Don’t be afraid to ask for help. Perhaps you want feedback on your college list. Or an essay. Or whatever. Be proactive about talking to people, such as a ThinkTank Learning consultant, parents or school administrators for the various things that you need.
However – before you ask someone for help, make sure that you have PREPARED doing all of what you could on your own – do not act unnecessarily helpless either! Getting help does not absolve you of any responsibility. This is your life; you must drive THIS PROCESS!
3. Ye Shall Manage Thy Time
Once you know WHERE you want to apply, you can execute. Be sure you know what ALL the application DEADLINES are: regular, early action, early decision, deadlines for art portfolios, deadlines for sending test scores, deadlines for sending transcripts, letters of recommendations, etc. etc. Look up application requirements for EACH of your schools, and make sure you know how to get everything they need. Do you know how your school wants you to request transcripts? Do you know what your teachers and counselors need from you to write letters of recommendation? Your life will become a shopping list of college application tasks. You think I am joking… but I am really not.
Work on personal statements early! Yes, those awful prompts asking you about your life philosophy and so on! Start looking at last year’s supplemental essay questions and work on those too! Start brushing up on those Higher Order Thinking Skills! Minimize the work you will be doing during 12th grade by front-loading the misery now!
During the School Year
Whatever you could not or would not complete during summer – try to complete as soon as you can once school starts. For some schools, they will not allow you to set up accounts to apply until certain timelines (but you took care of that when you identified all your deadlines up front, right???). At times, you will have to wait until certain information / etc. becomes available, but again, revisit your PLAN and keep going!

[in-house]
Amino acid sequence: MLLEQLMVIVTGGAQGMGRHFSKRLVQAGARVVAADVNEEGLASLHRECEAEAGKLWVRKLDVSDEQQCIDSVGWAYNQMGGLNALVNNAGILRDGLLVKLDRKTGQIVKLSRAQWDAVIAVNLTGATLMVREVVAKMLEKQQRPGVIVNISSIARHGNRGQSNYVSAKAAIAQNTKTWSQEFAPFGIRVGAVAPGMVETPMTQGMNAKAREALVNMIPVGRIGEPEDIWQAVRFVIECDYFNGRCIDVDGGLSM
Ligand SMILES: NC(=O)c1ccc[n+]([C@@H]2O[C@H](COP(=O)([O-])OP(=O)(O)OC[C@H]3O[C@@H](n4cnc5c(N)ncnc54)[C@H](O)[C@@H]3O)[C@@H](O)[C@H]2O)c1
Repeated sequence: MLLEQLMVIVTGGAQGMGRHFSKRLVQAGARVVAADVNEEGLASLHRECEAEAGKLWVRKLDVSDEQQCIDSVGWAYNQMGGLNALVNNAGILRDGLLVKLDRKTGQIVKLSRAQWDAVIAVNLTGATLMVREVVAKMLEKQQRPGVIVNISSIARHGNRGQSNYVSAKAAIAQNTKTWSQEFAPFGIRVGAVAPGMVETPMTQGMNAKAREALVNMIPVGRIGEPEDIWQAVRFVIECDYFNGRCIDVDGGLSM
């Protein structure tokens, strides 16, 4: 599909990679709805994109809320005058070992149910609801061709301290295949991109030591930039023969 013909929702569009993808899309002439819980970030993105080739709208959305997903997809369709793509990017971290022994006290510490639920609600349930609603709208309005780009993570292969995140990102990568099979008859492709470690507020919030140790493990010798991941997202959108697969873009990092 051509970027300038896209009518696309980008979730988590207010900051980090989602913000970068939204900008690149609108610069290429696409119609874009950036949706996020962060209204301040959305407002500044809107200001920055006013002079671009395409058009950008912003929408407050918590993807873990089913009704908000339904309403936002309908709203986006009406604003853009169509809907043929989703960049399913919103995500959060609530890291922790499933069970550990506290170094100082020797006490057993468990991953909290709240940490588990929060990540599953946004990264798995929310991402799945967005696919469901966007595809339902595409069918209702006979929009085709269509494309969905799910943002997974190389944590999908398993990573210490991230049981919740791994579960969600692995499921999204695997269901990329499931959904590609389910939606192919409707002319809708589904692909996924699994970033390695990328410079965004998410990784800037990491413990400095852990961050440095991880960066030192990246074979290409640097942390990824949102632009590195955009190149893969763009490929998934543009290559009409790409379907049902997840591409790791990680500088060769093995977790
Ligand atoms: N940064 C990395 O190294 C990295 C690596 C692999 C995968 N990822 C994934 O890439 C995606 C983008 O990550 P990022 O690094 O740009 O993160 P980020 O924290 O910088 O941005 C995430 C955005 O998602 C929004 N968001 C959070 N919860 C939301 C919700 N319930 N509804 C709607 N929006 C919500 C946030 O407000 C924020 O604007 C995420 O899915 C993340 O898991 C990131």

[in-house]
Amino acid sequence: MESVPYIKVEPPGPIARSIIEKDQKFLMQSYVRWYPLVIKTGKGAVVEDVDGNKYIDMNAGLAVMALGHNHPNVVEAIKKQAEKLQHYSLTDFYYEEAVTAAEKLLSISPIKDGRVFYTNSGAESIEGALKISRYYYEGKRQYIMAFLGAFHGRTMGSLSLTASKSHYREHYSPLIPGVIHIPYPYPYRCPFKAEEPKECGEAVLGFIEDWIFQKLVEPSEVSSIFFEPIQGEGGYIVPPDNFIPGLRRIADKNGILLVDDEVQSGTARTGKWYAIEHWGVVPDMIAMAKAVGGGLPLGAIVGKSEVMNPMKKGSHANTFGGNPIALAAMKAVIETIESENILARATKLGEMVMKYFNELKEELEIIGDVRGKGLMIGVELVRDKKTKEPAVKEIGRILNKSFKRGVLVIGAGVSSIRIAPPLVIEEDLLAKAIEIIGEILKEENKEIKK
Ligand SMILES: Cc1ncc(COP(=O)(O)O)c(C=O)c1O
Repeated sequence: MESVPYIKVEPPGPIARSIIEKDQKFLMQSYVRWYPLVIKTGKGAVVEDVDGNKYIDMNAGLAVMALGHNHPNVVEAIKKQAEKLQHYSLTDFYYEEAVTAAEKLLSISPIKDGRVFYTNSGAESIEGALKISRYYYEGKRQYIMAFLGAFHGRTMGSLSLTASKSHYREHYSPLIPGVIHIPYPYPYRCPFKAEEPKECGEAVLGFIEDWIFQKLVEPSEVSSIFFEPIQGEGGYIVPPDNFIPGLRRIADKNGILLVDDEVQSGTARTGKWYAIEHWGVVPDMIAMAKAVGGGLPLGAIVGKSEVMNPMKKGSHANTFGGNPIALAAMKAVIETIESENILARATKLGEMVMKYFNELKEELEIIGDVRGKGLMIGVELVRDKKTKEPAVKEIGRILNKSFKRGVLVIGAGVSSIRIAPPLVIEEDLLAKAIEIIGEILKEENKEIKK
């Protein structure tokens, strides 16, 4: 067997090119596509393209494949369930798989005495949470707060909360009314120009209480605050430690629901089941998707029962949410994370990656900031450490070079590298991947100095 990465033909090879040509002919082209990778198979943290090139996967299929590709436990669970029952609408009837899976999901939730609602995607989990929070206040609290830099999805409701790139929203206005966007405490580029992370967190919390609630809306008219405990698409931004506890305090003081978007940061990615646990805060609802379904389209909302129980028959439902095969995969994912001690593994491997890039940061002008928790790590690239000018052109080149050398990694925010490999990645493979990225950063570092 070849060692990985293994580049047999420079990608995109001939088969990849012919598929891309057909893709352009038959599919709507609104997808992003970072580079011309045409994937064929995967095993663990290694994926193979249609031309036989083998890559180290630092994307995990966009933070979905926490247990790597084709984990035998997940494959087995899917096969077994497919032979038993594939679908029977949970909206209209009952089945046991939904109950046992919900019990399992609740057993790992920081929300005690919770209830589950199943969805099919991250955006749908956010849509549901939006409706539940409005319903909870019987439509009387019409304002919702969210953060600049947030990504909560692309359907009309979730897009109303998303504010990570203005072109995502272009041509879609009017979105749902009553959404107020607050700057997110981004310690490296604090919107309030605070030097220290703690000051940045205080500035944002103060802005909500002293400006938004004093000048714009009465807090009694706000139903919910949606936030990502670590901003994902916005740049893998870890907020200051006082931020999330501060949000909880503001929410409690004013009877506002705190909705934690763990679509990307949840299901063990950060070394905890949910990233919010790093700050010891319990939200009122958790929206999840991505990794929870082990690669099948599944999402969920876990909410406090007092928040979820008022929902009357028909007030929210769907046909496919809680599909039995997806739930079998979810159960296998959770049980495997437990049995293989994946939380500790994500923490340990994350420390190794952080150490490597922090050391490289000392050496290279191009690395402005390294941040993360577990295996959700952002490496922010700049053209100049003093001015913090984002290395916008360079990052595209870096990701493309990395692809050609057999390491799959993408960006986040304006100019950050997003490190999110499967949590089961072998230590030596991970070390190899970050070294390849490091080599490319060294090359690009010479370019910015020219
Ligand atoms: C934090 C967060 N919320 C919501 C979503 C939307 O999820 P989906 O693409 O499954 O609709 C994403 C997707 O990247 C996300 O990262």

During the school year, you may need to set aside a few hours each week tending to various aspects of your college application process – not just things that you do on your own but the sheer logistics of getting things from your school or perhaps asking a college admissions office a question – you cannot anticipate what might come up! So build in a buffer, and pencil in some extra time for the unexpected.
Buddy System / Support System
If you are slacking off / procrastinating, or if you are even worried that you WILL slack – make a deal with your friends – if you start slacking off, your friend can give you a hard time. For example, you might check in with them week-to-week to see if you are getting whatever you need to get done. If you need them to give you a swift kick in the you-know-what, or maybe you just need a hug – tell them what you need!
Rest / Relaxation
Now, what is the last thing you might expect me to tell you about this process? That you MUST set aside time for YOU. Yes, even with all the hustle and bustle, you cannot do it all unless you also give yourself room to BREATHE. This is a marathon, not a sprint, so pace yourself accordingly.
This is going to be a VERY EMOTIONAL TIME. Not just for you – but your parents, friends, classmates. It’s hard to explain why but partly because it’s a mixture of you leaving high school, making choices affecting the REST of your life, and your parents will be wanting to help you in whatever way that they can, even if they don’t know what to do.
If you find yourself stressing out and making your loved ones crazy, that is probably a clue that you need to chill out and step away from the process for a bit. If you are up for something creative, this would be a perfect time for what Julia Cameron calls an “Artist Date” – "a once-weekly, festive, solo expedition to explore something that interests you." I definitely recommend structuring your week so that you have some “downtime” in which you are focusing on enjoying something – without GUILT, because you are managing your time well (!!!) So, go ahead, do that pickup basketball game and just enjoy it! Because throughout all this, you must stay SANE.
So – keep calm, carry on and do your best!
(This article first appeared on ThinkTank Learning and is reprinted here with permission from the author. It has been edited for clarity and timeliness.)